Sep 17, 2020 - Economy

The math of New York City's recovery

Animated illustration of the Chrysler building lighting up floor by floor.

Illustration: Aïda Amer/Axios

New York City is suffering its worst year in decades. The years to come, partly as a result, could be some of its very best.

The big picture: New York, like San Francisco, entered 2020 with one overarching problem: It was far too expensive, as a place to live and work. The pandemic has fixed that problem, with both commercial and residential rents finally coming back into the realm of (relative) affordability.

By the numbers: New York has suffered more than 23,000 deaths from COVID-19, and its economic activity is projected to plunge by an astonishing 12.9% this year — a much bigger contraction than the expected national decline of 4.9%.

  • Residential rents are already down about 6%, and no one thinks they've bottomed out yet, as families with children leave the metropolis for the extra space and fresh air of the suburbs.
  • Commercial rents are being hit even harder, with Moody's projecting a 21% decline this year.
  • Big business is warning of "widespread anxiety" in the city, along with "deteriorating conditions in commercial districts."

How it works: Cities always drive economic growth. They're machines for creativity, collaboration, and serendipity. The destruction caused by a pandemic helps to clear the way for a future resurgence.

  • Remote work rests on institutional know-how built up through physical proximity: Established and experienced tend to find it relatively easy, while entry-level employees find it much harder.
  • The performing arts, in particular — a longtime strength of New York — require individuals to work closely together. But that's hard when the work pays badly and rents are prohibitive.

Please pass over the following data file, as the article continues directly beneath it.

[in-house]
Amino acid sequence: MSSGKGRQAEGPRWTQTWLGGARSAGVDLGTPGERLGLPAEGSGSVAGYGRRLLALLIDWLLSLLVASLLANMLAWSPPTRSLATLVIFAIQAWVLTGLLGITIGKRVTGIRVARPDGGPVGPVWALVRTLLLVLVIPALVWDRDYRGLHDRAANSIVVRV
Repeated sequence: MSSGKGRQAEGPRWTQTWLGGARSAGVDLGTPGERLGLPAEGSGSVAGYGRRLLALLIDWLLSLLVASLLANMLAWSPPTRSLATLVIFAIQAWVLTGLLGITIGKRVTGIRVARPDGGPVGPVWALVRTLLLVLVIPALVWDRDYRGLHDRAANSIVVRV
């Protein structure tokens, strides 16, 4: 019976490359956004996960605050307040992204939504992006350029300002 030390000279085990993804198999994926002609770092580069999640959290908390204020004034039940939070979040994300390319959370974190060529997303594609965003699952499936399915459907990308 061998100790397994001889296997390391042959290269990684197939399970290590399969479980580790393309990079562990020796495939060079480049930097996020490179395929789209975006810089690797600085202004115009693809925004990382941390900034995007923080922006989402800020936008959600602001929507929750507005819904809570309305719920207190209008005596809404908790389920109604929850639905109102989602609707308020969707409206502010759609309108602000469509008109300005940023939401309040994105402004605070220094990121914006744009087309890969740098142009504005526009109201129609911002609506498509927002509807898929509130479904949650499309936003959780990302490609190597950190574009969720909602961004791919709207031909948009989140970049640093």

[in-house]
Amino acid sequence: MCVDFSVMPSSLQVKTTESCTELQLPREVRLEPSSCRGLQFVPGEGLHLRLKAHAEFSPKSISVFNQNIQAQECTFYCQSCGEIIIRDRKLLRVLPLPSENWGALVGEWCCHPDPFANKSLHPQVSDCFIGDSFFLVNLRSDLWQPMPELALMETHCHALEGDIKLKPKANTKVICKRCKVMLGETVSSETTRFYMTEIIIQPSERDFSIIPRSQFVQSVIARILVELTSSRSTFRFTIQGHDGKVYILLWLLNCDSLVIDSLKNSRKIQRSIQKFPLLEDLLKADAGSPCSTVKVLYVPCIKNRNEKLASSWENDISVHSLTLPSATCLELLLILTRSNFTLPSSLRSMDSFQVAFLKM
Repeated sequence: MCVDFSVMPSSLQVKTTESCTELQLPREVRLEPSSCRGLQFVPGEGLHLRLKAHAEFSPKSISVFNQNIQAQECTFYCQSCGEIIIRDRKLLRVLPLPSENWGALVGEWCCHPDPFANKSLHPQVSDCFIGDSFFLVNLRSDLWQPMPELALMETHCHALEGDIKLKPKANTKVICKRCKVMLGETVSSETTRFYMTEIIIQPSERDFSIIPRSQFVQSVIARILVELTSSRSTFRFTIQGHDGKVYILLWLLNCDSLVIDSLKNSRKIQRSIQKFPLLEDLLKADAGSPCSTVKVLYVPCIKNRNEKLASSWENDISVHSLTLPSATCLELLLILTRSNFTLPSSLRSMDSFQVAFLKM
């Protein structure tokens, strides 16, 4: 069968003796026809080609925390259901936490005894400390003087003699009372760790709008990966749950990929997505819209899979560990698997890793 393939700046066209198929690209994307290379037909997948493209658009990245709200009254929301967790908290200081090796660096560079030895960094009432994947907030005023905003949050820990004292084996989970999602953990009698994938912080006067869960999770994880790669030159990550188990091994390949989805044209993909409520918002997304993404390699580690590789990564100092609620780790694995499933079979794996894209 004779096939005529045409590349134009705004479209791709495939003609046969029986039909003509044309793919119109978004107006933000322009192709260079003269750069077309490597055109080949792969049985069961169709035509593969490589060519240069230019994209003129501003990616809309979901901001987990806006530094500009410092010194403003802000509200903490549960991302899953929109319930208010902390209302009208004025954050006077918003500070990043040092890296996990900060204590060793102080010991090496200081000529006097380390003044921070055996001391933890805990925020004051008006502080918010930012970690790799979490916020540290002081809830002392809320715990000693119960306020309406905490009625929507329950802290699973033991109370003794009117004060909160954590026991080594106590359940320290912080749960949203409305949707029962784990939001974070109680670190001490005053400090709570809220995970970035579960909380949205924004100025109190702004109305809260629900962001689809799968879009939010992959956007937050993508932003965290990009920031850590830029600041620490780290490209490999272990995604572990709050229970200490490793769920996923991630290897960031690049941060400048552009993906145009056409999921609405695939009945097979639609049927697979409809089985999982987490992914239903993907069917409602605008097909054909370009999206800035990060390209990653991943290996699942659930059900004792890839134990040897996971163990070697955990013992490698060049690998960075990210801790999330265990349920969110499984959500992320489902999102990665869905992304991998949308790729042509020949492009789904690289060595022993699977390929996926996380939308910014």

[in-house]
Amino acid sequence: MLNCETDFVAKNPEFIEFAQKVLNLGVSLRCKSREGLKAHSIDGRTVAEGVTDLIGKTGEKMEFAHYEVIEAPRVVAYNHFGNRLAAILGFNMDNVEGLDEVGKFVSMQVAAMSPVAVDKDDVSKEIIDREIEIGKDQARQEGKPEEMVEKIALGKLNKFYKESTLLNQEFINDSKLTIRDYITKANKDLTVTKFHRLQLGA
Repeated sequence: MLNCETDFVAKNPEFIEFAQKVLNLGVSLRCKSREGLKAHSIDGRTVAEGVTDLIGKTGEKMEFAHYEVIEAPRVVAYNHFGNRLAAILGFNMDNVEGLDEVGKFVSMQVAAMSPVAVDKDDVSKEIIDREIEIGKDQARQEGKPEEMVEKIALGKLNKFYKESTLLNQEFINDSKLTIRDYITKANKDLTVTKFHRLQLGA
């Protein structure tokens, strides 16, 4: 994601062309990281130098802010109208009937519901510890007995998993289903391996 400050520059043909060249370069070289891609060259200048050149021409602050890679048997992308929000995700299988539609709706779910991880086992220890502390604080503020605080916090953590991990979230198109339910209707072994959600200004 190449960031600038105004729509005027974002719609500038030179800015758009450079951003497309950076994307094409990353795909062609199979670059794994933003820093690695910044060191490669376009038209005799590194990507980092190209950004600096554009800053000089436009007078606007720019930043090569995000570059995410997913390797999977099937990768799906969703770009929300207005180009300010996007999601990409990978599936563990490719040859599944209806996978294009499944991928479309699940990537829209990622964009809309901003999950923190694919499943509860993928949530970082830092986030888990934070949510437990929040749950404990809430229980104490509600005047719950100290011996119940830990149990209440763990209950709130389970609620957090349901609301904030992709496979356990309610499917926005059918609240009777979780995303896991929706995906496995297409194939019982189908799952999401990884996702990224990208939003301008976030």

The people leaving New York are disproportionately older, richer, more established professionals — people who need the city less.

  • With property taxes still rising, most residential landlords will not be able to keep their properties empty while waiting for rents to rebound. So they will rent them out at much lower market-clearing rates, to less wealthy individuals who require less space per person.
  • The math: If residential space stays constant but the number of square feet per person goes down, New York's population will end up rising, rather than falling.
  • Lower rents also mean higher disposable incomes, to be spent at new local establishments that will rise where old ones were felled by the pandemic. The newer businesses will also be much less likely to cater to the rich elites.

The catch: The main driver of both new business formation and population growth in New York has historically been international immigration. So long as immigration remains suppressed, New York will suffer.

  • What they're saying: "New York City has a dynamic population, with several hundred thousand people coming and going each year. This churn has long characterized the city," says a New York City government report. "This vibrancy is one aspect of what makes New York City’s population extraordinary and different from most other places in the nation and, perhaps, the world."

The bottom line: Insofar as COVID-19 increases the churn of New York City's population, that will only help it over the long term.

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